An interesting find in the recent #CokeLeak of internal Coca-Cola executive emails is how the soda company actually trains their teams to use a political campaign model.
In this campaign model, it appears that soda is the candidate — which is supported by a “platform”, “paid media campaign”, and “ground game” similar to a political campaign.
Campaign 1.0: Defensive Strategies
The campaign model appears to have started in 2013 with the “Campaign 1.0” phase, which trained 600 Coca-Cola associates in “campaign capability building” throughout Public Affairs and Communication, Marketing, SRA, Strategy, Bottlers, HR, and Finance teams.
In 2014, Coke expanded the “Campaign 1.0” internationally and attempted to systematize the model across their markets with “varied success”:
“Launched learning and development tool and career framework for Global PAC, Led industry to create first-ever global beverage trade association summit to train international associations in new approach, Reviewed campaign model in action across markets. Met with varied success, Observed need for focus on two core areas: digital and proactive stakeholder relations, Developed a score card to measure business unit readiness and capability.”
In case you, like me, were intrigued about how to “Focus on the Golden Triangle”… I’m guessing it has less to do with Southeast Asian heroin sales or economic development around the White House, and probably just germane corporate communications tactic. Sounds exciting though, right?
Campaign 2.0: Proactive Efforts
In 2015, Coke launched “Campaign 2.0” to take their political campaign model to the next level. The biggest upgrade in “Campaign 2.0” was to:
“focus on proactive efforts, vs. Campaign 1.0, which, by necessity, was built around defensive strategies/tactics”
This meant upgraded skills and infrastructure through:
Deeper training in specific campaign components: proactive stakeholder relations across digital, public policy, brand PR, and commercial diplomacy
Regional hubs for expertise and additional resources modeled after the Washington D.C. office
Coke’s global campaign model envisions a future state in which “Campaigns created and stewarded via collaborative cross-functional teams and bottlers” with “stakeholders identified and relationships activated”.
Modeled After the US State Department
What makes this campaign model especially powerful, is that it leverages the unique expertise of the US government via a paid consulting relationship with Capricia Marshall, the former “Chief of Protocol” at the US State Department. Marshall was responsible for advising President Obama and Secretary of State Clinton on matters of national and international diplomacy.
“We are planning a 1 hour session for you to provide some insights based on your experience from the State Department.”
Invoices show that Marshall was paid $7,000/month from Coca-Cola during this period for her consulting, though there is no specific compensation information related to this campaign strategy training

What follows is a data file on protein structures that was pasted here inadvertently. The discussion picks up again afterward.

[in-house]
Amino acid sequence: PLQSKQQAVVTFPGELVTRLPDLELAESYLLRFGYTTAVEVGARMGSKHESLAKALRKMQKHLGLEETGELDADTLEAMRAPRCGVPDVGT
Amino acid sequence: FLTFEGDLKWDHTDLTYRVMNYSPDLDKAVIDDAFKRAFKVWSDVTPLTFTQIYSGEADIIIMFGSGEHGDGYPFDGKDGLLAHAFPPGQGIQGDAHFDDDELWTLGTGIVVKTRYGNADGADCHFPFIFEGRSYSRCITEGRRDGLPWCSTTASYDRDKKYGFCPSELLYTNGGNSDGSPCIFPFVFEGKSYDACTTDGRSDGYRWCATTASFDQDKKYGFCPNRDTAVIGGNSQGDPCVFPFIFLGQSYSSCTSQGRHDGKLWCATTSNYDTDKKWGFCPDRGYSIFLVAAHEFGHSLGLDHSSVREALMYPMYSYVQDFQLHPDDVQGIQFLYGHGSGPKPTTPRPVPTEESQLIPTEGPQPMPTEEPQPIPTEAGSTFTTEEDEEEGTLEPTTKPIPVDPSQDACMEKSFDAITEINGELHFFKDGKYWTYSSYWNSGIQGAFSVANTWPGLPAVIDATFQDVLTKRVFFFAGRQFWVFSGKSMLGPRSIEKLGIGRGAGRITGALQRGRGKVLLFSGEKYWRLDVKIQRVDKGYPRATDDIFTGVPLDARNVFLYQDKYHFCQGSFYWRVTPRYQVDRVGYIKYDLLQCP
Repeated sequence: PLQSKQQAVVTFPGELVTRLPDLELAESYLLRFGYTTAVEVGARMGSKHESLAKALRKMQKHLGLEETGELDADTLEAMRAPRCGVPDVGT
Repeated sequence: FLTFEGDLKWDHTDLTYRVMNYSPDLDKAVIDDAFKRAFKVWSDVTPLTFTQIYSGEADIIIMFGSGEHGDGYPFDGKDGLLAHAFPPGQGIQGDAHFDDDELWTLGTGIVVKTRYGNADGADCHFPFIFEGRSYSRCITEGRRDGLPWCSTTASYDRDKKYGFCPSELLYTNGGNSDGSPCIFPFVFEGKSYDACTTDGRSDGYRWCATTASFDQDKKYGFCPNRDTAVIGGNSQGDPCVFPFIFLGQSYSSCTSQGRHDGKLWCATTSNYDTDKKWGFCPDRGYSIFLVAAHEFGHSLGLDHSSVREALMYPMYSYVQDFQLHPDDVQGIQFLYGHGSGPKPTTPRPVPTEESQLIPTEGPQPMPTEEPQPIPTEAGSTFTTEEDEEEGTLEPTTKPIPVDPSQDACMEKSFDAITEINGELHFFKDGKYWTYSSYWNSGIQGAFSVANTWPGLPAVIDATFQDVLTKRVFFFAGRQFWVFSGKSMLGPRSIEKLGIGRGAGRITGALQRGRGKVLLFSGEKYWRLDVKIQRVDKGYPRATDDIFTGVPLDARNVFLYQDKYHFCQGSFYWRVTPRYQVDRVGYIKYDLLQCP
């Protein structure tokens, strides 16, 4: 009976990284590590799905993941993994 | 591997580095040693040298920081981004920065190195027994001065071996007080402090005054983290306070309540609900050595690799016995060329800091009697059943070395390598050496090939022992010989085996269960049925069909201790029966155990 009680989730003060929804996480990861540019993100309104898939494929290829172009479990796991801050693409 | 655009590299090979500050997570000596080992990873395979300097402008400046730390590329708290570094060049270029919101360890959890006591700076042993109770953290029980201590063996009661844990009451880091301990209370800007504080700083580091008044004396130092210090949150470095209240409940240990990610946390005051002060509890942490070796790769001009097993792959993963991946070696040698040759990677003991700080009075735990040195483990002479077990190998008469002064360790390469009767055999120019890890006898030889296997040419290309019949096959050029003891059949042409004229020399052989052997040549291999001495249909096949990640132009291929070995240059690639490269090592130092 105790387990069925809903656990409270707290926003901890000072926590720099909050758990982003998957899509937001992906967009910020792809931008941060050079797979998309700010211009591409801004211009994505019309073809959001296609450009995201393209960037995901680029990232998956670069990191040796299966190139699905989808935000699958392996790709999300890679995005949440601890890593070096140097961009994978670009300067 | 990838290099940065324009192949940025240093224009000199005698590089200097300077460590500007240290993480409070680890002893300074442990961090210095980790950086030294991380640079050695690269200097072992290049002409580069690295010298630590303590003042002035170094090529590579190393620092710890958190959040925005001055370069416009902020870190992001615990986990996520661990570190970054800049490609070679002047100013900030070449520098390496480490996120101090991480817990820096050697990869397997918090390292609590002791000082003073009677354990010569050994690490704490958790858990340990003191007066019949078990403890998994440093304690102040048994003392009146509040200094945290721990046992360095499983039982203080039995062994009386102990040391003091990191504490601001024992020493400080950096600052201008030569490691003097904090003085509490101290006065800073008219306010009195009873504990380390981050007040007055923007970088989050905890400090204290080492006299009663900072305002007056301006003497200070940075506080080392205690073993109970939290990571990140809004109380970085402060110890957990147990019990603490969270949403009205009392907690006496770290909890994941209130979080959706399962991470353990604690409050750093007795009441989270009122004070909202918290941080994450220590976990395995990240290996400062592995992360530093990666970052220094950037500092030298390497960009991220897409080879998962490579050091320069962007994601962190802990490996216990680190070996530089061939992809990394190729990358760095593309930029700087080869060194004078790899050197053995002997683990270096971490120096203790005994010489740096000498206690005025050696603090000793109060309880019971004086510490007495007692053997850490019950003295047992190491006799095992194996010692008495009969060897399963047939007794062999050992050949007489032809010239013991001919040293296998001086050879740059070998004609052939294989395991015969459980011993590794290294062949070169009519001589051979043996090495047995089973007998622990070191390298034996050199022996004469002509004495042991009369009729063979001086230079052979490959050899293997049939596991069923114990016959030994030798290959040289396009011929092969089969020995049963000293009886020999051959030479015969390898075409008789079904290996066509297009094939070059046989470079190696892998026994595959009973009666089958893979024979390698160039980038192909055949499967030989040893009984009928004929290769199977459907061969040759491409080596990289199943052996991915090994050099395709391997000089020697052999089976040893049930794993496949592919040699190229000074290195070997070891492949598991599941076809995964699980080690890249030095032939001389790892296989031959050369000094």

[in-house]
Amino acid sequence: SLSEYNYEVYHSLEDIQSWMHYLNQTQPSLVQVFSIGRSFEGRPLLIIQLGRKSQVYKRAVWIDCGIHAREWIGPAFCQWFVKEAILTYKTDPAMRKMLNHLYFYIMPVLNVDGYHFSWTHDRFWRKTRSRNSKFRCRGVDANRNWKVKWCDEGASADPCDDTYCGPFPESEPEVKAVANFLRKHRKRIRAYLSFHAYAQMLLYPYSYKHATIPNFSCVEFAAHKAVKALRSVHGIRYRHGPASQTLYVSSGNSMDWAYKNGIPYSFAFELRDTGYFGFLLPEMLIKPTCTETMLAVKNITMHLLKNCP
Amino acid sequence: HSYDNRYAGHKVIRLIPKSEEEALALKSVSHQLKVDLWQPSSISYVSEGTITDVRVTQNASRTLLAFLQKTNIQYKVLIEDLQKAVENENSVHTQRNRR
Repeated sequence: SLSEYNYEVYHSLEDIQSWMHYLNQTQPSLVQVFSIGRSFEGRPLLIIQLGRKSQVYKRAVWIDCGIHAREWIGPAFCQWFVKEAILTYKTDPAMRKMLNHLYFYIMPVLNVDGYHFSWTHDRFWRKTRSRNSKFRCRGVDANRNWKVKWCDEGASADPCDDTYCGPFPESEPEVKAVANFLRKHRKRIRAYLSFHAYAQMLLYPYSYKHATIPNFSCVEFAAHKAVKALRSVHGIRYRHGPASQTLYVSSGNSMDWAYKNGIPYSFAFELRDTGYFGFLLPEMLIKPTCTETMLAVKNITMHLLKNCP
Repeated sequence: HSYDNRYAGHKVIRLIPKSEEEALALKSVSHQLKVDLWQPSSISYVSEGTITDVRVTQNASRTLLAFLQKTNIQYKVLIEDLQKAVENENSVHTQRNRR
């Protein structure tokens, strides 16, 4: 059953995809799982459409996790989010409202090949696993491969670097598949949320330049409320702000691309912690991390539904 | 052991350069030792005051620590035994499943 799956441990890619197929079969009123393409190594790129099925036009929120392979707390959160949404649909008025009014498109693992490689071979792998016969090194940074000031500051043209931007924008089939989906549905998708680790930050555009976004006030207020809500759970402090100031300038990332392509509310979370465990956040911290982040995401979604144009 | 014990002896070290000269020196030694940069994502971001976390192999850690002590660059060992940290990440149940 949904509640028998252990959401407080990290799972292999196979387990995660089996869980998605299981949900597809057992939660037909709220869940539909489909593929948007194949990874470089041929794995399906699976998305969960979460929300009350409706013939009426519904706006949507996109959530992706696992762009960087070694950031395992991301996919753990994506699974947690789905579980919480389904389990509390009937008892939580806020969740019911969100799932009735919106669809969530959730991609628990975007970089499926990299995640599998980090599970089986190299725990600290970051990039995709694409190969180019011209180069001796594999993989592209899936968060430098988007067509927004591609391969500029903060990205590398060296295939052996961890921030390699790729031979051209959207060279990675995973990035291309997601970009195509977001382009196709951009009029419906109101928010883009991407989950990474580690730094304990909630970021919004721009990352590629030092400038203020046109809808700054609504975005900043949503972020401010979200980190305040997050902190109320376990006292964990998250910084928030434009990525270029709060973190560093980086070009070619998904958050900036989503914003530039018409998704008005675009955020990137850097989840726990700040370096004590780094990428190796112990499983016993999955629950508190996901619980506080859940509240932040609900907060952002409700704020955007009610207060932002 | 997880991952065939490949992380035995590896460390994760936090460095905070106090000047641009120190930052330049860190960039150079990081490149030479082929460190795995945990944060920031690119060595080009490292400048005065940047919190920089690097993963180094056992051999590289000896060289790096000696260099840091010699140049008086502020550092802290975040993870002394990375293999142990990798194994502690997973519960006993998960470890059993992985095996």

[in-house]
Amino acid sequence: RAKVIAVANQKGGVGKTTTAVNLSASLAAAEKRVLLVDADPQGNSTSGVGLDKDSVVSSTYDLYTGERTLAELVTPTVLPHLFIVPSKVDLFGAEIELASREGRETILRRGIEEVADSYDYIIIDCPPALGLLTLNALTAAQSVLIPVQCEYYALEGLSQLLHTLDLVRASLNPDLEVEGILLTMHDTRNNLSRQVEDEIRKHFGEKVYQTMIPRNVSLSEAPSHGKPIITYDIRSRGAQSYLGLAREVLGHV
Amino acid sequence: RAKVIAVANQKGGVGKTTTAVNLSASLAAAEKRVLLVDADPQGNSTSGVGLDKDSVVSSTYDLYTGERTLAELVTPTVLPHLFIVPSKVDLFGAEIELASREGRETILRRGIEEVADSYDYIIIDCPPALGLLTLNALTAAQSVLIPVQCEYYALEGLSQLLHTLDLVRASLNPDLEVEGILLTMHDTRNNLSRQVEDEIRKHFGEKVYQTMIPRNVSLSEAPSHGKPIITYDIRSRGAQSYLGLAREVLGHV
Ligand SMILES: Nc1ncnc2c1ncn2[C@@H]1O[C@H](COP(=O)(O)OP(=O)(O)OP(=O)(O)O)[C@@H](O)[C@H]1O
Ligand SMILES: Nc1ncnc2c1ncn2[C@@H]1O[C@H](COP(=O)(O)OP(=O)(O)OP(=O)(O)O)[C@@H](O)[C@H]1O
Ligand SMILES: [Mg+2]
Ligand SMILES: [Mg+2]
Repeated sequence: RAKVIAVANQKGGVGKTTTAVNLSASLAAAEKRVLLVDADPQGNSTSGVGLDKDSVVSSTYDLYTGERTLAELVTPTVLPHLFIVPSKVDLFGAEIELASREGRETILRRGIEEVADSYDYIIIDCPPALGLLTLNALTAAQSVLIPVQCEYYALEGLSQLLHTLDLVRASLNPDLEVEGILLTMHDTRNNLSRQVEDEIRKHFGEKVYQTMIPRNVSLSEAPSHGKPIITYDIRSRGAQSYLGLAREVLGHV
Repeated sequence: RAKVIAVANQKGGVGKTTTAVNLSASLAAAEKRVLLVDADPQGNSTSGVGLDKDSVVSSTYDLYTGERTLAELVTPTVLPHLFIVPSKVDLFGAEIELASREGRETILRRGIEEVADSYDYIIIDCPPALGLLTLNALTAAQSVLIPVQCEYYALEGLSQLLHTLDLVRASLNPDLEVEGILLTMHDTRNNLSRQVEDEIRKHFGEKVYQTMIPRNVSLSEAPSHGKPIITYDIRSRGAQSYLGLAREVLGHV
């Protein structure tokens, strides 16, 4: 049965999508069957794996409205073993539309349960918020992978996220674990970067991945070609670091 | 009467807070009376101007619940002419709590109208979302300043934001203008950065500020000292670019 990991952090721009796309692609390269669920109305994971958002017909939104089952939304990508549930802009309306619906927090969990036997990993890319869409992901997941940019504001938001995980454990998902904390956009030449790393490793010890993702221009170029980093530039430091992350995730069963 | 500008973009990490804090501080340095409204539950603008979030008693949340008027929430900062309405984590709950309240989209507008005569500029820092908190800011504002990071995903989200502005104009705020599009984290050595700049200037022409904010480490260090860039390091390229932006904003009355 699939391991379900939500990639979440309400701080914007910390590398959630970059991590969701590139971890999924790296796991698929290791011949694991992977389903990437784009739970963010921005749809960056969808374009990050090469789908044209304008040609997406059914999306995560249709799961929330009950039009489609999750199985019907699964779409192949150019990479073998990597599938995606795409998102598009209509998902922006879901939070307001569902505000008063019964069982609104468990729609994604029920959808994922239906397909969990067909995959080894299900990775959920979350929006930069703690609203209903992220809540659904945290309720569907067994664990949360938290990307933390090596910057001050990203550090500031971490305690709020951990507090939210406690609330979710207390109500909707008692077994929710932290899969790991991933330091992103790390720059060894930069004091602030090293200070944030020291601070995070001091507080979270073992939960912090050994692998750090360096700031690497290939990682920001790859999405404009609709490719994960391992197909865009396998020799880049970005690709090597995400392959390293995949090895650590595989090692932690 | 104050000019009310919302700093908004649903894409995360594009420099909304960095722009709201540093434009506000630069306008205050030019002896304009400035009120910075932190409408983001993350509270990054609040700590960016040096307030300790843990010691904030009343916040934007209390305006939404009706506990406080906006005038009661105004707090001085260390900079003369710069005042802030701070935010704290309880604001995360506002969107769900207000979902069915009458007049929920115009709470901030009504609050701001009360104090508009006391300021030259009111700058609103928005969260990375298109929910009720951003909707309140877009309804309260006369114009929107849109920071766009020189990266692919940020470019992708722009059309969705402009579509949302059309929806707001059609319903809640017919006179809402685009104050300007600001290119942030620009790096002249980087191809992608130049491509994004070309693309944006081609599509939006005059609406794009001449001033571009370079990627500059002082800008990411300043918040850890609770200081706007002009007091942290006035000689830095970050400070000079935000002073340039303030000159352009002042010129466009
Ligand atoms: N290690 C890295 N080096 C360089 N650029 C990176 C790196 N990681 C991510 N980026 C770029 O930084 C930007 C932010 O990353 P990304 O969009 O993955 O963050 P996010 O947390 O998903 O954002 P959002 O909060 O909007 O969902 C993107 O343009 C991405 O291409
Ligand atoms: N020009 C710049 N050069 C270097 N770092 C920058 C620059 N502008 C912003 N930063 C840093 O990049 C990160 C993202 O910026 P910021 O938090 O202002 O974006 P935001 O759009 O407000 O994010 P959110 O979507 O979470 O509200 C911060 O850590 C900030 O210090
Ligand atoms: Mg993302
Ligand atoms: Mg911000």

The draft training agenda lists Marshall’s presentation as “ Learnings from former senior-ranking US State Department official on commercial diplomacy”.
So what can Coke campaigns can learn from the US government? Well Michael Goltzman actually outlines ideas including how the State Department facilitates, weathers, and responds to criticism; for example when the State Department transitioned from the Bush Administration to Obama Administration.
“Undoubtedly Secretary Clinton, and her senior advisors, heard a lot of negative commentary about the US government during her initial outreach to foreign governments. How did the Clinton State Department internalize this criticism? Was there a substantive effect on policy? Was there an effect on the format of public communications? What was the mandate from the Secretary for embassies to engage with critical stakeholders? Was the US government more consultative, even if it made decisions opposed by our allies?”
They also talk about a 80% rule to focus on “progress” instead of focusing on those who can “never be convinced”.
“Did you have an 80% rule at the State Department — essentially believing that some governments would never be convinced, but focusing on those where progress was possible? Can you talk about how you, the Secretary and the other senior officials helped forge common ground with allies?”
I wonder if Coke thinks 20% of health advocates are just squeaky wheels who can just be ignored.
What Can We Learn
This political campaign model shows us that Coke is:
- Inspired by political campaigns beyond traditional soda sales
- Coordinating globally
- Becoming more sophisticated in policy skills and infrastructure
- Shifting from reactive to proactive strategies
- Viewing criticism as something that can be carefully triaged
- Closely connected with US Government officials
Overall, Coke isn’t just selling soda, it is building a political infrastructure to protect sugar and fight health policy internationally. In some ways, Coca-Cola looks more like a country than a company. With tactics that are increasingly focused on political strategy, it’s logical that they see the US Government as a model.
Will the public see the soda industry as an their international political strategy? Or will they be bamboozled by Coke’s carefully curated public image of a friendly food company selling them happiness?